Very entertaining post. Nice to learn something with an early morning read. Best of luck with the books.

RE Mullins said...

Thank you Leah & Margo. I have also been fascinated by the Barker Gang. At the Ford museum near Detroit they have a letter from Clyde congratulating Henry Ford on his 'fine cars' and says when he has a choice he always picks a Ford to steal.
Looking back I must say I had a fairly idyllic childhood. There wasn't an excess of material wealth but I had loving and engaged parents.

Brenda Whiteside said...

I fondly remember our family trips to the Dairy Queen too. But ours weren't quite so historic. I became fascinated with Bonnie and Clyde after seeing the movie. Have no idea how factual it was, and in spite of it being about outlaws, I loved it. Thanks for the lesson, RE.

Jannine Gallant said...

Isn't it funny how we romanticize killers from the past? Those Wild West bad boys come to mind. I bet the good citizens of the day didn't think they were so romantic when they rolled into town, robbing and shooting. I wonder if that's what these mass murderers of the present think...that people will find them fascinating in a hundred years. Ugh. But, I'm not immune to the allure of Bonnie and Clyde. Thanks for the great post, Robin.

RE Mullins said...

My stay-at-home mother firmly believed in keeping our minds occupied. She said it was the only way she could prevent us from picking fights with each other.

Andrea Downing said...

R.E., thanks for this informative post. Loved seeing where Bonnie and Clyde hid out--too bad it's not open to the public, though.

RE Mullins said...

One day it might be turned into a museum. If it ever is, I'll be first in line.

Jannine, I've learned watching the plethora of documentaries that way too many citizens looked upon the bandits and mobsters as Robin Hoods. For some reason they didn't look at robbing banks (the man) as they did robbing the people. Al Capone had his soup kitchens, evidently they tipped well, were generous with money, and were nice to those they held-up. John Dillinger's a good example of what was considered 'a gentleman thief'. I think that's why they're still romanticized.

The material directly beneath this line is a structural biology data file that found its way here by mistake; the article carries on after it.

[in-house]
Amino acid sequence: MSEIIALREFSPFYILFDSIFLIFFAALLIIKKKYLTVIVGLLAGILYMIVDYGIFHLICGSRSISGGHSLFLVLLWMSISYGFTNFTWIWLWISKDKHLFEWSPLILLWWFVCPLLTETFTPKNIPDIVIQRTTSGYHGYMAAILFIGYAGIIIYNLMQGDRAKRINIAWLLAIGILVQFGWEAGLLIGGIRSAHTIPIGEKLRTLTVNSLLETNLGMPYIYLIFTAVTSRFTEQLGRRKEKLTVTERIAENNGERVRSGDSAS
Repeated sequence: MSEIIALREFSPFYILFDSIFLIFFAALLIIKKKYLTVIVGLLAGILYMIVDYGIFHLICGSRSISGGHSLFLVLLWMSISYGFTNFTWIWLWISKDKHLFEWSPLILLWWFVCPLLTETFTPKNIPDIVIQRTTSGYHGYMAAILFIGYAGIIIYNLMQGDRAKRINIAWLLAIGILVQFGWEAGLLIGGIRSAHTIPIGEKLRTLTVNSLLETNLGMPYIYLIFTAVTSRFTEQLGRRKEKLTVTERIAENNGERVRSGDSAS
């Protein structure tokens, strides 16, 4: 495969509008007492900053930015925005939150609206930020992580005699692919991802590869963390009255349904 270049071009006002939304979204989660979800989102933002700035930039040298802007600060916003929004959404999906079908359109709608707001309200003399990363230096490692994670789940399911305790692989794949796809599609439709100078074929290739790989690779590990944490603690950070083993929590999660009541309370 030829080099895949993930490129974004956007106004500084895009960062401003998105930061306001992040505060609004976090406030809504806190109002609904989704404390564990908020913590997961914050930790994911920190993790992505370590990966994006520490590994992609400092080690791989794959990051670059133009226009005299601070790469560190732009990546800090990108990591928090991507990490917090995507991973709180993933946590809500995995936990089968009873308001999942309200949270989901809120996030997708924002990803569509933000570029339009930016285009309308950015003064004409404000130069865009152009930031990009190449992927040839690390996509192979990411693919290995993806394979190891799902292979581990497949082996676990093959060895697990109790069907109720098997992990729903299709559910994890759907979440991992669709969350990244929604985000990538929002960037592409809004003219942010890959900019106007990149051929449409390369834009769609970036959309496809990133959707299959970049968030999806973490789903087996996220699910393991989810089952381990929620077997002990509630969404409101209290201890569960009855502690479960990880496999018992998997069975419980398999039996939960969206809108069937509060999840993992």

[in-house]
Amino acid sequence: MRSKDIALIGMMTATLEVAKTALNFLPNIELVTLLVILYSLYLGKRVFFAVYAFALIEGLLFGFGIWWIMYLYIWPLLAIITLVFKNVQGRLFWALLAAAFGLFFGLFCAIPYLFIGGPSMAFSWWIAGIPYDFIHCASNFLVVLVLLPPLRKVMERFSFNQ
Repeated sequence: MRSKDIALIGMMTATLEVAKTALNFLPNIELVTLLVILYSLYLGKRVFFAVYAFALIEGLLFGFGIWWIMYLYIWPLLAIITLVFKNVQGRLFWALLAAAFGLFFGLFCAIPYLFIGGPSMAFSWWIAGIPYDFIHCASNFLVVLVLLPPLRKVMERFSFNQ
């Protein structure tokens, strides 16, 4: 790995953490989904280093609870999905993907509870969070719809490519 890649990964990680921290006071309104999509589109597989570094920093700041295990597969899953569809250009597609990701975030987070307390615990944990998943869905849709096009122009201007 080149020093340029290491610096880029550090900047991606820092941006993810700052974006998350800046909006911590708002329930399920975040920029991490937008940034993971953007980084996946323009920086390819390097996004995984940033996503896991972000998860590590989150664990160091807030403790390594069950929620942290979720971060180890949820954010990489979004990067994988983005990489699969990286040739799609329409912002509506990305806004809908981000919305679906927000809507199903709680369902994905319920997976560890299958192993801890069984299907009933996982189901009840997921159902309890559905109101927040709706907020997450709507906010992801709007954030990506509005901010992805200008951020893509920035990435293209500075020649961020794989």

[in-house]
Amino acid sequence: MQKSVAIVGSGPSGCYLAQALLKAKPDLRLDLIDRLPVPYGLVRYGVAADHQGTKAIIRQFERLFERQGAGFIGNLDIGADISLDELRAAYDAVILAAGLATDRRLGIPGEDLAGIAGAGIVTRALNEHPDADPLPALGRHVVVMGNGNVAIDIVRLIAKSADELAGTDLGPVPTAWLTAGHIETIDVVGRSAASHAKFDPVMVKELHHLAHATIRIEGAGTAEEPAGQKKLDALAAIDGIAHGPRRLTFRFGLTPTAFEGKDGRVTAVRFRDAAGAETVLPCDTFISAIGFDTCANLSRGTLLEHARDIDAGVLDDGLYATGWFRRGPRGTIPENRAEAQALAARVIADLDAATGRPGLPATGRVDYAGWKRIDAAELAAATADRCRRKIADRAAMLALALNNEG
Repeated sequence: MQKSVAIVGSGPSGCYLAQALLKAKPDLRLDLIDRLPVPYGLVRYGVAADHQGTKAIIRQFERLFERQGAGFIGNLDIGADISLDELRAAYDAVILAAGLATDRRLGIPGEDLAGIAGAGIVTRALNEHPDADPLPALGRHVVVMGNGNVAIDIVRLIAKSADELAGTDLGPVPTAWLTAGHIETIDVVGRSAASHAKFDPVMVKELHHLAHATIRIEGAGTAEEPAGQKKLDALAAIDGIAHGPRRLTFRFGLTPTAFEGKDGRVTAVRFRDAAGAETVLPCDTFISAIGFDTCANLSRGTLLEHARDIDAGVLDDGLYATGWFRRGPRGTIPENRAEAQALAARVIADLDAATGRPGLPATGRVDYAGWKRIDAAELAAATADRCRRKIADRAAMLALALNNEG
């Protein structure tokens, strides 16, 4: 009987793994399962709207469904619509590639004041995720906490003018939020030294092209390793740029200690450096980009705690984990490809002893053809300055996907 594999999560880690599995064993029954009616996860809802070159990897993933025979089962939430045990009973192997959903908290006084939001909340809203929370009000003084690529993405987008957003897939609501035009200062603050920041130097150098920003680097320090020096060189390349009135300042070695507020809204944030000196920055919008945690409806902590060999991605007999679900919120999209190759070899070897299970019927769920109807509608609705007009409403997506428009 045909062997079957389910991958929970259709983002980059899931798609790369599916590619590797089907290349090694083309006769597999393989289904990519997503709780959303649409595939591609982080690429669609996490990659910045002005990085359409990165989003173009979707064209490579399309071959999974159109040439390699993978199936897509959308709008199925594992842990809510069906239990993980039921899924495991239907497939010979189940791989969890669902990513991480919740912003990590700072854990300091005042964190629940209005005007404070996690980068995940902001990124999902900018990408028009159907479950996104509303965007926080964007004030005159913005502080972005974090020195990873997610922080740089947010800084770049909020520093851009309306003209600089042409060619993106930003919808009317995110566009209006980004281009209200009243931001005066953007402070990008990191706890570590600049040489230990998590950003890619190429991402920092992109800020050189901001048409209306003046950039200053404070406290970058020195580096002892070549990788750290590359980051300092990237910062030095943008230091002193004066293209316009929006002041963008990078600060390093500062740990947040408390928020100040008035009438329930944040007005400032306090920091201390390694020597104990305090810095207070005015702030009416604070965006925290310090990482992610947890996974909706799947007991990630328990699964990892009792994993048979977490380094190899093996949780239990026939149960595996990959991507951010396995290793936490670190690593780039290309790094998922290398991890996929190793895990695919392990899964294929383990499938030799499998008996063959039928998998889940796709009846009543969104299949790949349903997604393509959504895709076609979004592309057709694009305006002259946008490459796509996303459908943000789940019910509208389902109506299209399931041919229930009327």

Rolynn Anderson said...

Interesting stuff, R.E. The days of celebrating bad guys never ends. Guys know all the words to The Godfather; them Mexican bandicoot "El Chapo" gets a visit from a movie star-Shawn Penn. The murderer has fans all over Mexico. Heavy sigh of frustration goes here.

Rolynn Anderson said...

Sorry for auto correct-on my dumb phone.

Diane Burton said...

Fascinating. Love the ice cream story. I've driven thru Joplin several times on the way to Arizona but never stopped. Next time, for sure.

Alicia Dean said...

OH wow, like others, I'm fascinated with Bonnie and Clyde. I didn't know their hideout was in Joplin. I've been there several times and my sister lives 30 miles from there. I visit her fairly often. I should check it out next time. I can't help but romanticize some of the older outlaws too. Jesse James was always one of my favorites and when I lived in Missouri, I visited his home and museum in Kearney a few times. What an experience. Thanks for the awesome post. I had no idea she hated that pic of her. Such a cool tidbit. Your books sound wonderful, by the way!